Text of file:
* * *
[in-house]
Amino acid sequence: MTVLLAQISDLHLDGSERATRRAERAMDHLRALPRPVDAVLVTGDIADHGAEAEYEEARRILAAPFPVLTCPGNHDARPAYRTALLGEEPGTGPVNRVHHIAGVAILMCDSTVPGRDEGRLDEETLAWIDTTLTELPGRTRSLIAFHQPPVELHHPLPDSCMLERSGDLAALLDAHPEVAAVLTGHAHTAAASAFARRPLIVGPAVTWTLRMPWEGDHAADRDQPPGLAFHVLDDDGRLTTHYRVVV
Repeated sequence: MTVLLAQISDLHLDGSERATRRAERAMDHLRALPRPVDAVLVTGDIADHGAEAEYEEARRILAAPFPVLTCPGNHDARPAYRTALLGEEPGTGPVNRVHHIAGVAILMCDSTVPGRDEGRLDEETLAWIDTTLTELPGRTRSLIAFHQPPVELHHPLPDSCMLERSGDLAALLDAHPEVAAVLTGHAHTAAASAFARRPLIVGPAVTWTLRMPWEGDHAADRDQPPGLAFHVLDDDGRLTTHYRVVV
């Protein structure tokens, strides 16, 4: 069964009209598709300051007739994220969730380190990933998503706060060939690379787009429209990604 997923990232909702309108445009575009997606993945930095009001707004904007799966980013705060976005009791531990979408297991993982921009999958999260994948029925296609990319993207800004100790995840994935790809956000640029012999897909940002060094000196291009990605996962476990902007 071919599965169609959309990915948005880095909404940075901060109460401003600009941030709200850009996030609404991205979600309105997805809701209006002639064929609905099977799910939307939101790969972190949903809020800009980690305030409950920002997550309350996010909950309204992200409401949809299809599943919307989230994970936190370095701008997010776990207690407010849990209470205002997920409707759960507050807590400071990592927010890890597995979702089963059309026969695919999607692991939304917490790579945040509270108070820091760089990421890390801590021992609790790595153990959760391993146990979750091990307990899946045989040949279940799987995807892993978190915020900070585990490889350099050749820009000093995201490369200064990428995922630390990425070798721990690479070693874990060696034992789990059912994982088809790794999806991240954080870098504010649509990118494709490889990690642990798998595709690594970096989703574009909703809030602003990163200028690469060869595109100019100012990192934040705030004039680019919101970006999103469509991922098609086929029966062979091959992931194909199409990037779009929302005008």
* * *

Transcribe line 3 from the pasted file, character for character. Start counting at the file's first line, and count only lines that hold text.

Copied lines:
Repeated sequence: MTVLLAQISDLHLDGSERATRRAERAMDHLRALPRPVDAVLVTGDIADHGAEAEYEEARRILAAPFPVLTCPGNHDARPAYRTALLGEEPGTGPVNRVHHIAGVAILMCDSTVPGRDEGRLDEETLAWIDTTLTELPGRTRSLIAFHQPPVELHHPLPDSCMLERSGDLAALLDAHPEVAAVLTGHAHTAAASAFARRPLIVGPAVTWTLRMPWEGDHAADRDQPPGLAFHVLDDDGRLTTHYRVVV